Manufacturing BOM dilemma

Manufacturing BOM dilemma


Manufacturing process optimization is one of the biggest challenges in product development these days. Companies are looking how to low the cost, optimize manufacturing process for speed and to deliver large variety of product configurations. The demand for these improvements is very high. The time when engineering were throwing design”over the wall of engineering” is over. Engineering and manufacturing people should work together to optimize the way product is designed and manufactured at the same time. Which, in my view, leads to one of the most critical element of this process – Manufacturing BOM (MBOM).

In one of my earlier posts, I addressed the challenges PLM systems has to manage BOM. PLM vendors are recognizing the importance of manufacturing solutions. However, it is hard to deliver MBOM in PLM. It related to CAD roots of PLM products, historical disconnect of engineers from manufacturing processes, complexity of synchronization between multiple BOMs and problems of integrating with ERP systems. Vendors are encouraging companies to use PLM technologies to manage MBOM and to push right product MBOM information to ERP for execution. The advantage of that is the ability of PLM to deliver accurate product information derived from design and engineering BOM.

However, there is another side in this story- manufacturing planning. Fundamentally, MBOM is created by manufacturing engineers and it reflects the way product is built. It usually structured to reflect manufacturing assembly operations, workstations, ordering process, etc. In other words, MBOM is a reflection of manufacturing process based on information from product design. Company can decide to improve manufacturing process for existing product. It means most probably no changes for CAD design and EBOM, but will require to create a new version of MBOM.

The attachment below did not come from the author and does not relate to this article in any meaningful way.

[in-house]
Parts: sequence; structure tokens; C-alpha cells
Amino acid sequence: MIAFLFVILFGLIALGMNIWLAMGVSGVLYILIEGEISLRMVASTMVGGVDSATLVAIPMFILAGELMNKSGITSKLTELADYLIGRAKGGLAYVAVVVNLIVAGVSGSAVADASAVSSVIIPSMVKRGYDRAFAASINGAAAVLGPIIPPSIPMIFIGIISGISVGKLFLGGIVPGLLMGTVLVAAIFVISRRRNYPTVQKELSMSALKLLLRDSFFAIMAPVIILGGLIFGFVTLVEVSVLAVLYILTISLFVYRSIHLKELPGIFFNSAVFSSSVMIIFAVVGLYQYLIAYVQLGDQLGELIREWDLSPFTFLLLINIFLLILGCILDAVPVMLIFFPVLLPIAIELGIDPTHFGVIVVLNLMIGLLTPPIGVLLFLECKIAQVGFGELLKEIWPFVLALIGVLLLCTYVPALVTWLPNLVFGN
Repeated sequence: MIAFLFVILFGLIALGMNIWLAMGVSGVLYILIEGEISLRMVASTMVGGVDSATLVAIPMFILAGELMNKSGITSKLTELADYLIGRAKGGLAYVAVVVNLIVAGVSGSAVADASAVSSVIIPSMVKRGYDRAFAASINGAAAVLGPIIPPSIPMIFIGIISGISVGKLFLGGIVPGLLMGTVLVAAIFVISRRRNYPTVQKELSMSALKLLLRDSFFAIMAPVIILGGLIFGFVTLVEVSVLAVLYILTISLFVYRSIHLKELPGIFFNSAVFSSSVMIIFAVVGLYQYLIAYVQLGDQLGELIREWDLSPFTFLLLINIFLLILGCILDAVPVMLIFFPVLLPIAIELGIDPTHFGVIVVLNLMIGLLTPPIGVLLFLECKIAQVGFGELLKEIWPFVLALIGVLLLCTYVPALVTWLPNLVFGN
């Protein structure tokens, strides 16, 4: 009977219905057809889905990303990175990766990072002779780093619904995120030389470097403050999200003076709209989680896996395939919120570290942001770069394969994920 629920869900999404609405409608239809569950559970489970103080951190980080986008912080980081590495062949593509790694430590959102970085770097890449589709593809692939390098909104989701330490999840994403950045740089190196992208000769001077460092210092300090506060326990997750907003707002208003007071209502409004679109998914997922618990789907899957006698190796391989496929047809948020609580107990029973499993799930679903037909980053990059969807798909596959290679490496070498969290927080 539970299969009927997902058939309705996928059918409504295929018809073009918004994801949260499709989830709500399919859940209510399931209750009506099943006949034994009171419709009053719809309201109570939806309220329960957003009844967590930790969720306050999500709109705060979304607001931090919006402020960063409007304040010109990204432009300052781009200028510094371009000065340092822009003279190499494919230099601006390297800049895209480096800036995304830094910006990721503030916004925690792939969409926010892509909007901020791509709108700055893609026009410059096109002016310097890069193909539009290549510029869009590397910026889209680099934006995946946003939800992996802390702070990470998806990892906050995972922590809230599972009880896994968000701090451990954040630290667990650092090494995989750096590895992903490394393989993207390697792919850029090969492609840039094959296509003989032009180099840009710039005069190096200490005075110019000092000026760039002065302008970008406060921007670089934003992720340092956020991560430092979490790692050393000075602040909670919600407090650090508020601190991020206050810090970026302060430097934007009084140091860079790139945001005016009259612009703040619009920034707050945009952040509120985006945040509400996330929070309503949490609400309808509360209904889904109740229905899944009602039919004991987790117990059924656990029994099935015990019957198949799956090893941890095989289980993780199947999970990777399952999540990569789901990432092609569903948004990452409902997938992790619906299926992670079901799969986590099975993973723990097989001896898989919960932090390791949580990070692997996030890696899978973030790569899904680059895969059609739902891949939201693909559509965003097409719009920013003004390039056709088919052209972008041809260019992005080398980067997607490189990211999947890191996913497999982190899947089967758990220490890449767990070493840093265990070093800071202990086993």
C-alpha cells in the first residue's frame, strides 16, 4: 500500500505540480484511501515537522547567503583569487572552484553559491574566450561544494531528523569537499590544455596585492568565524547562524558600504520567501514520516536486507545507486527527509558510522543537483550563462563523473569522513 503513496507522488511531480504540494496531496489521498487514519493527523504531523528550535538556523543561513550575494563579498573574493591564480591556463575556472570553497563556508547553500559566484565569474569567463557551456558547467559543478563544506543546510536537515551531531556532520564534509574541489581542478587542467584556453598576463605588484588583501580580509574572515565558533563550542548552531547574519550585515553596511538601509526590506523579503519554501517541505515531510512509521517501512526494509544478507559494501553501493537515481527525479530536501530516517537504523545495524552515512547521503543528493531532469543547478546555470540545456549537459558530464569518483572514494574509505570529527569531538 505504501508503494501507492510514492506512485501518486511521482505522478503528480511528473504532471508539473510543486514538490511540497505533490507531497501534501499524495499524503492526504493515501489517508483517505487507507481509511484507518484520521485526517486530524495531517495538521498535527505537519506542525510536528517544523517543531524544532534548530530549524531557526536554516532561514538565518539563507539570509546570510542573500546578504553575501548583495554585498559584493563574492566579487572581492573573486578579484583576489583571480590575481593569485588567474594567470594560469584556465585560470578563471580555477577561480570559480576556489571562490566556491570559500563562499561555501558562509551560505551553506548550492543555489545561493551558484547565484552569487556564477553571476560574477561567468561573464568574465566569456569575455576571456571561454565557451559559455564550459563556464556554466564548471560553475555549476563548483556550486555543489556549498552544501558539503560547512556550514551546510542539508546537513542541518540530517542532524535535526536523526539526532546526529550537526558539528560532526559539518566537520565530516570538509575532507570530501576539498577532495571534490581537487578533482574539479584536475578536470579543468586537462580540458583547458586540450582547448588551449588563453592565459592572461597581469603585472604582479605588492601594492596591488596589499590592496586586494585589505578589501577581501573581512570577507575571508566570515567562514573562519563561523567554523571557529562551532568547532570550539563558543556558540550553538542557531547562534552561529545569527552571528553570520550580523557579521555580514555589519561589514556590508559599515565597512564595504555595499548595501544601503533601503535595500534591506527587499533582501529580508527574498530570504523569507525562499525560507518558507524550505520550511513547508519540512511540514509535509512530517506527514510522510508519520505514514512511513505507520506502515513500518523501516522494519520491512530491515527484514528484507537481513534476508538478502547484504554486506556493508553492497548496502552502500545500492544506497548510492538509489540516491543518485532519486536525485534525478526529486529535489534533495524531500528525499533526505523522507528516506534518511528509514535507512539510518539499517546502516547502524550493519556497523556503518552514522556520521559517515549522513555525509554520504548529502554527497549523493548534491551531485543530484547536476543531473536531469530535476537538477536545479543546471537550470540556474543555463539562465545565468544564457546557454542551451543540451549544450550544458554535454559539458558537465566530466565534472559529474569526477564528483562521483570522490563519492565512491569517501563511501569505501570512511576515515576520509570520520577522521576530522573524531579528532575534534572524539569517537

As a result of that, MBOM has dual dependence of both correct engineering information from PLM system and manufacturing constraints and part information management by ERP. Both are absolutely important. By placing MBOM in PLM system company can create a complexity of manufacturing process planning in ERP. At the same time, ERP system (more specifically manufacturing modules) are not providing dedicated BOM planning tools capable to handle information from EBOM and MBOM simultaneously.

What is my conclusion? Manufacturing BOM is stuck between a rock and a hard places. It must reflect manufacturing process and stay connected to both PLM and ERP environment. It creates a high level of complexity for existing technologies and tools. To create a cohesive environment to manage MBOM is tricky and usually requires significant services and customization. Just my thoughts…

Best, Oleg

Want to learn more about PLM? Check out my new PLM Book website.

Disclaimer: I’m co-founder and CEO of openBoM developing cloud based bill of materials and inventory management tool for manufacturing companies, hardware startups and supply chain. My opinion can be unintentionally biased.



Share This Post

  • Paolo Zotti

    Oleg, I respectfully disagree.
    Of course you need to have sufficient information about available manufacturing resources (as well as on the product) to design a manufacturing process, as well as to any changes to that process. This can be done in PLM, and simulating digitally such process alternatives, or changes, help customers validating them.
    This is important because in ERP you want to have validated MBOMs and Routings (processes) that you can flexibly utilize in your master production schedule (MPS), to take informed decisions like producing on one production line or on the other, making or buying certain subassemblies etc. , given the appropriate level of information.